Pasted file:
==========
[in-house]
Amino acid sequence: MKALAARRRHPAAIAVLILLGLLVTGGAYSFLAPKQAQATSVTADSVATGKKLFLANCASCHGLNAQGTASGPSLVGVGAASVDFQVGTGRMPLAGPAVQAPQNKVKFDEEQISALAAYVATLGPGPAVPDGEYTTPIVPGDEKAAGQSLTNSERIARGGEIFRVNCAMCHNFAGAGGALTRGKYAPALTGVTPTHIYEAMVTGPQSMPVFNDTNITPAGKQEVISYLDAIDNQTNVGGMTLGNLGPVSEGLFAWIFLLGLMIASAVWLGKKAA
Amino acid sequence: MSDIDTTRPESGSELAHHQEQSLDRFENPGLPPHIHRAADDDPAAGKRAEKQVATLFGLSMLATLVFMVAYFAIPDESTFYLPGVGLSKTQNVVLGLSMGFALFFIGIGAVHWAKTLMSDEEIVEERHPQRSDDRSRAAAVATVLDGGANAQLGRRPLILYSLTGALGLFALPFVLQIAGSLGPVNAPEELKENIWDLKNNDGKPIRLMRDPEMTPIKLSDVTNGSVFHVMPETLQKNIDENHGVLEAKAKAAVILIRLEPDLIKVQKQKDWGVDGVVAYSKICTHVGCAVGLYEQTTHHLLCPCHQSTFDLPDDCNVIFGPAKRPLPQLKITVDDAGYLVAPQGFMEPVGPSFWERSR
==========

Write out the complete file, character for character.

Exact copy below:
[in-house]
Amino acid sequence: MKALAARRRHPAAIAVLILLGLLVTGGAYSFLAPKQAQATSVTADSVATGKKLFLANCASCHGLNAQGTASGPSLVGVGAASVDFQVGTGRMPLAGPAVQAPQNKVKFDEEQISALAAYVATLGPGPAVPDGEYTTPIVPGDEKAAGQSLTNSERIARGGEIFRVNCAMCHNFAGAGGALTRGKYAPALTGVTPTHIYEAMVTGPQSMPVFNDTNITPAGKQEVISYLDAIDNQTNVGGMTLGNLGPVSEGLFAWIFLLGLMIASAVWLGKKAA
Amino acid sequence: MSDIDTTRPESGSELAHHQEQSLDRFENPGLPPHIHRAADDDPAAGKRAEKQVATLFGLSMLATLVFMVAYFAIPDESTFYLPGVGLSKTQNVVLGLSMGFALFFIGIGAVHWAKTLMSDEEIVEERHPQRSDDRSRAAAVATVLDGGANAQLGRRPLILYSLTGALGLFALPFVLQIAGSLGPVNAPEELKENIWDLKNNDGKPIRLMRDPEMTPIKLSDVTNGSVFHVMPETLQKNIDENHGVLEAKAKAAVILIRLEPDLIKVQKQKDWGVDGVVAYSKICTHVGCAVGLYEQTTHHLLCPCHQSTFDLPDDCNVIFGPAKRPLPQLKITVDDAGYLVAPQGFMEPVGPSFWERSR